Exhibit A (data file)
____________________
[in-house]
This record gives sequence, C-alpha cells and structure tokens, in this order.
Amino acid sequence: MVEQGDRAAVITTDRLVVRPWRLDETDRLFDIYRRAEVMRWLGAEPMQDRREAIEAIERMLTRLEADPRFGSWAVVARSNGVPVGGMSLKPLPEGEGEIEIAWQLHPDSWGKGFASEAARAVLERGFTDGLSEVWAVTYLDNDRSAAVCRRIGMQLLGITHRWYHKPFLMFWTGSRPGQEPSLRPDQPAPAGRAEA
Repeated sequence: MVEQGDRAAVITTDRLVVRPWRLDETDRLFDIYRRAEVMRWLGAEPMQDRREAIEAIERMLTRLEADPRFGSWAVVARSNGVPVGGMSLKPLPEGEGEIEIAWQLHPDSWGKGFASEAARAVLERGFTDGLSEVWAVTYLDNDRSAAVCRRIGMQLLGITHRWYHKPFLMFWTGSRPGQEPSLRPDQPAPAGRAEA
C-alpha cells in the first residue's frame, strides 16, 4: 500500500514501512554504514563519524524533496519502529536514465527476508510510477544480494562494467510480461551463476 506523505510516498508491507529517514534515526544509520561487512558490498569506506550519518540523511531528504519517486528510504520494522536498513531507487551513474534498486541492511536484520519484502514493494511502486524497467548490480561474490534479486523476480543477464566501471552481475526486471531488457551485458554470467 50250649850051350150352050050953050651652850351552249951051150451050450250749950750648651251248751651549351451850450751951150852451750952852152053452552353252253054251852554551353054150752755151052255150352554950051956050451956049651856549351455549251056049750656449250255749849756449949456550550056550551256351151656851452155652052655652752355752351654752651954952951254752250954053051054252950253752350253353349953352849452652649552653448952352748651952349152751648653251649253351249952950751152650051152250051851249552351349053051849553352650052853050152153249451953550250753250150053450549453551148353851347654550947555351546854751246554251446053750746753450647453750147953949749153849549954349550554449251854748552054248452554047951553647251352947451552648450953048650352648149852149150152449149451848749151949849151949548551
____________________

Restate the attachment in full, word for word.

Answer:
[in-house]
This record gives sequence, C-alpha cells and structure tokens, in this order.
Amino acid sequence: MVEQGDRAAVITTDRLVVRPWRLDETDRLFDIYRRAEVMRWLGAEPMQDRREAIEAIERMLTRLEADPRFGSWAVVARSNGVPVGGMSLKPLPEGEGEIEIAWQLHPDSWGKGFASEAARAVLERGFTDGLSEVWAVTYLDNDRSAAVCRRIGMQLLGITHRWYHKPFLMFWTGSRPGQEPSLRPDQPAPAGRAEA
Repeated sequence: MVEQGDRAAVITTDRLVVRPWRLDETDRLFDIYRRAEVMRWLGAEPMQDRREAIEAIERMLTRLEADPRFGSWAVVARSNGVPVGGMSLKPLPEGEGEIEIAWQLHPDSWGKGFASEAARAVLERGFTDGLSEVWAVTYLDNDRSAAVCRRIGMQLLGITHRWYHKPFLMFWTGSRPGQEPSLRPDQPAPAGRAEA
C-alpha cells in the first residue's frame, strides 16, 4: 500500500514501512554504514563519524524533496519502529536514465527476508510510477544480494562494467510480461551463476 506523505510516498508491507529517514534515526544509520561487512558490498569506506550519518540523511531528504519517486528510504520494522536498513531507487551513474534498486541492511536484520519484502514493494511502486524497467548490480561474490534479486523476480543477464566501471552481475526486471531488457551485458554470467 50250649850051350150352050050953050651652850351552249951051150451050450250749950750648651251248751651549351451850450751951150852451750952852152053452552353252253054251852554551353054150752755151052255150352554950051956050451956049651856549351455549251056049750656449250255749849756449949456550550056550551256351151656851452155652052655652752355752351654752651954952951254752250954053051054252950253752350253353349953352849452652649552653448952352748651952349152751648653251649253351249952950751152650051152250051851249552351349053051849553352650052853050152153249451953550250753250150053450549453551148353851347654550947555351546854751246554251446053750746753450647453750147953949749153849549954349550554449251854748552054248452554047951553647251352947451552648450953048650352648149852149150152449149451848749151949849151949548551